In is an undeniable human right that every human being should have the right to live the way he or she wants. In some cases this may also include dying the way he or she wants. When an individual is so sick that he/she is in constant pain or in fear of dying there is something to be said for dying with dignity. That is precisely why physicians should be legally allowed to help people commit suicide in cases of life threatening chronic illness. While there are many considerations at play to ensure that physician assisted suicide is managed responsibly, with people living longer and longer lives it is an important consideration within the modern field of medicine.

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There are many reasons why physician assisted suicide is needed by the population of individuals to suffer from chronic illnesses. In some instances the amount of medication needed to manage a patient’s pain is, in fact, enough to kill them. In others, the individual no longer feels they have a quality of life, i.e. they have to rely so much on others for daily acts of living that they do not feel like capable independent people any more. Often this can present as a burden for family members from a financial and physical standpoint. Of course, there is no respectful family member that would wish their relative to die however, supporting them in dying under the very circumstances they decide for themselves brings back a final sense of control and freedom that so many people see as the ultimate goal of humanity. In many ways, relatives report being happier that their loved one was able to die with dignity while still lucid instead of surviving only to undergo horrible pain and or other consequences (Meier, Emmons, Wallenstein, Quill, Morrison & Cassel, 1998). Perhaps physician assisted suicide not only benefits the individuals who are directly suffering but also family members who face the horrific emotional consequences of watching a loved one pass away slowly and under painful circumstance.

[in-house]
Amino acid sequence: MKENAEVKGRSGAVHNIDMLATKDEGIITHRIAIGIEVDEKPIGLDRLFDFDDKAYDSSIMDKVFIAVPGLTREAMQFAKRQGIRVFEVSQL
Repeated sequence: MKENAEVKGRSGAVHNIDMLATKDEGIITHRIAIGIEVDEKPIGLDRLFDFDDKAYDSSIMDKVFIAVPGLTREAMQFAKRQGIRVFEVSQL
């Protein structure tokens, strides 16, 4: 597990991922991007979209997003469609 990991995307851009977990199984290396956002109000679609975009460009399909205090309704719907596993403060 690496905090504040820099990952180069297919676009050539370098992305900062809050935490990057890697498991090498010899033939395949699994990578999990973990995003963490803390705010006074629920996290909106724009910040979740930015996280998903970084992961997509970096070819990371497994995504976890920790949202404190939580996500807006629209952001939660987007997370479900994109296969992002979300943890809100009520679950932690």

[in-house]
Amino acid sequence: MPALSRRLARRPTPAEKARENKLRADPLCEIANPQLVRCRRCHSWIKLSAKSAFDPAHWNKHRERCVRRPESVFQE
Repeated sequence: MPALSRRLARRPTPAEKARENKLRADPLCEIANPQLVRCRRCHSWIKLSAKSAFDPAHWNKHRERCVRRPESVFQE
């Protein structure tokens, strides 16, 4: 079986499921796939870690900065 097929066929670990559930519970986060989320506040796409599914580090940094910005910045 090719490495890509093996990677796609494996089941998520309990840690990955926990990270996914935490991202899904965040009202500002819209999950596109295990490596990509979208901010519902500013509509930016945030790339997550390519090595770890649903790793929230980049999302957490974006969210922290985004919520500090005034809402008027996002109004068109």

While it may be right for some people, there is much to consider in the realm of physician-assisted suicide before making the ultimate choice to practice this right. Indeed it is not the right decision for every person with an illness. Instead there should be protocols in place to help guide sick individuals and their family members in deciding what is best for the whole group of loved ones. Like any medical decision, there is a reason why “physician assisted” suicide has the name that it does. Medical professionals are educated in a wide variety of areas that help them make serious life changing decisions on a daily basis. Not only are doctors the best people to assess how life threating the disease in question is in the first place, but they are also trained in counseling and know when to refer to other counselors and social workers to help assist patients not only from a strictly medical standpoint but also from an emotional one. As such, a medical doctor is the perfect person to help guide a family through this decision (Quill, Cassel & Meier, 1992). Working within this framework, other therapeutic professionals should also be considered in the decision to the family and the individual has as much support as possible. The hospital can assist with legal matters such as helping create a living will. Psychologists and other therapists can assess that the individual is in his or her right mind when making the decision (Meier, Emmons, Wallenstein, Quill, Morrison & Cassel, 1998). Even religious aspects can be worked into the decision if the person wishes a prayer service or other spiritual support during this serious time.